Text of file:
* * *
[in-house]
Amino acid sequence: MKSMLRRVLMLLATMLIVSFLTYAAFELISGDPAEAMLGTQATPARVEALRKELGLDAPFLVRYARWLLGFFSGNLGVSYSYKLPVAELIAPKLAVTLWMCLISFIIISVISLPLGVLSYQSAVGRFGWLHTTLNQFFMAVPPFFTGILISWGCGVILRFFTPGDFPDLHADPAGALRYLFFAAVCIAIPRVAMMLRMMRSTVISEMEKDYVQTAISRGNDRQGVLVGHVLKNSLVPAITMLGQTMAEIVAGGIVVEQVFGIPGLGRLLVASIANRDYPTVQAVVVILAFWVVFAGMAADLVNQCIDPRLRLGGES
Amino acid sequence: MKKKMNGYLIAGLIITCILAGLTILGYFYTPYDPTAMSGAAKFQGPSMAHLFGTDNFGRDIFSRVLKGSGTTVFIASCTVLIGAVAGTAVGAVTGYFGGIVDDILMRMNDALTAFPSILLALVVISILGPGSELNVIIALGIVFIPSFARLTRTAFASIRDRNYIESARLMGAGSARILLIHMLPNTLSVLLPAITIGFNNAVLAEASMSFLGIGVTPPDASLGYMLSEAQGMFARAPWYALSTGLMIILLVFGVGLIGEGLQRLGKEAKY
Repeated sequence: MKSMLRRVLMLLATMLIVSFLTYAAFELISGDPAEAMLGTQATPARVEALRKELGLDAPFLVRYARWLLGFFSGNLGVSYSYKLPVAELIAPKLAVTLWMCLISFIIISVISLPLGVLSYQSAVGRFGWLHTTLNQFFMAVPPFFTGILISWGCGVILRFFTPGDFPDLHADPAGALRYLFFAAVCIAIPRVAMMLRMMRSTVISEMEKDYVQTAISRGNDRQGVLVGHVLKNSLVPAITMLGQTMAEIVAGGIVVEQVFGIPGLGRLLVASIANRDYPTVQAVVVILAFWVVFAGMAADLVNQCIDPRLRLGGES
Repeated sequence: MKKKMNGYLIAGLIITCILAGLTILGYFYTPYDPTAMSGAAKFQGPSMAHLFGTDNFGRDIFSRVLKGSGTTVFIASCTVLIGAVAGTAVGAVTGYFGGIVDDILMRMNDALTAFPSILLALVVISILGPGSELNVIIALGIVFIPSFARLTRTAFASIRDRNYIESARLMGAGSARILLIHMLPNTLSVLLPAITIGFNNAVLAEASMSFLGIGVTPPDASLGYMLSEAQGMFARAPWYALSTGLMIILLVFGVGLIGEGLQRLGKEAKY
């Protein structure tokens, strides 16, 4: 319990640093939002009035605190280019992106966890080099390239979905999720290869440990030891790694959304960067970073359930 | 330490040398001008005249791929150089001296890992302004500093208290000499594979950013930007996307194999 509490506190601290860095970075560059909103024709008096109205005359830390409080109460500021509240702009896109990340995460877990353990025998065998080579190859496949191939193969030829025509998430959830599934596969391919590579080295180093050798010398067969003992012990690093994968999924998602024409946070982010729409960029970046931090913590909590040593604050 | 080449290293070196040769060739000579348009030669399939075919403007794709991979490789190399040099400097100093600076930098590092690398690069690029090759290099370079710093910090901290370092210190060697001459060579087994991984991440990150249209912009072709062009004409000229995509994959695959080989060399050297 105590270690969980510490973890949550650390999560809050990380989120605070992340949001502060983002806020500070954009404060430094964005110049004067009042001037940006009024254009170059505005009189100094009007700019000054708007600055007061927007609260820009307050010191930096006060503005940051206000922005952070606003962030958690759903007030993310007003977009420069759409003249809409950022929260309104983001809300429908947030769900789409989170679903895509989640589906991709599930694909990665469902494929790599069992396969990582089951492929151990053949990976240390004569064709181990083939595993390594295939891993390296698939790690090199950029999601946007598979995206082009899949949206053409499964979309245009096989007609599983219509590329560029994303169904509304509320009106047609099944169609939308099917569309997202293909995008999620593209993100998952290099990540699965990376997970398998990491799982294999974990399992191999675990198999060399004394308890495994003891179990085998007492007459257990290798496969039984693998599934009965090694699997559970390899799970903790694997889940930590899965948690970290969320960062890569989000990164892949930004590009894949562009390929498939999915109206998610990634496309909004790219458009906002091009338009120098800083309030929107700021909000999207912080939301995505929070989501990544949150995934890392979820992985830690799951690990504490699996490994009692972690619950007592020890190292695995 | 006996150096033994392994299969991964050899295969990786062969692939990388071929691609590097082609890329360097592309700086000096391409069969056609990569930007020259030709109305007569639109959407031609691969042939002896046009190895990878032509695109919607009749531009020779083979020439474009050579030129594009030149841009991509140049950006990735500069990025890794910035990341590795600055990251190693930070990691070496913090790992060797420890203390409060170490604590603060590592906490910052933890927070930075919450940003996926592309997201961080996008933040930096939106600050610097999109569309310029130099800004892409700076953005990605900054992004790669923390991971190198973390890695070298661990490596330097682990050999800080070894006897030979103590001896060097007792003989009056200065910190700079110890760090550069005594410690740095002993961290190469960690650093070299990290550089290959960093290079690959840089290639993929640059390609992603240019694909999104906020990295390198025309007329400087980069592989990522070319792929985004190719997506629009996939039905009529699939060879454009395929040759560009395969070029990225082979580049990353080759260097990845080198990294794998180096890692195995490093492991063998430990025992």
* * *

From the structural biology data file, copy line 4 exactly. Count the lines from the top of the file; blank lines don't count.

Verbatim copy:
Repeated sequence: MKSMLRRVLMLLATMLIVSFLTYAAFELISGDPAEAMLGTQATPARVEALRKELGLDAPFLVRYARWLLGFFSGNLGVSYSYKLPVAELIAPKLAVTLWMCLISFIIISVISLPLGVLSYQSAVGRFGWLHTTLNQFFMAVPPFFTGILISWGCGVILRFFTPGDFPDLHADPAGALRYLFFAAVCIAIPRVAMMLRMMRSTVISEMEKDYVQTAISRGNDRQGVLVGHVLKNSLVPAITMLGQTMAEIVAGGIVVEQVFGIPGLGRLLVASIANRDYPTVQAVVVILAFWVVFAGMAADLVNQCIDPRLRLGGES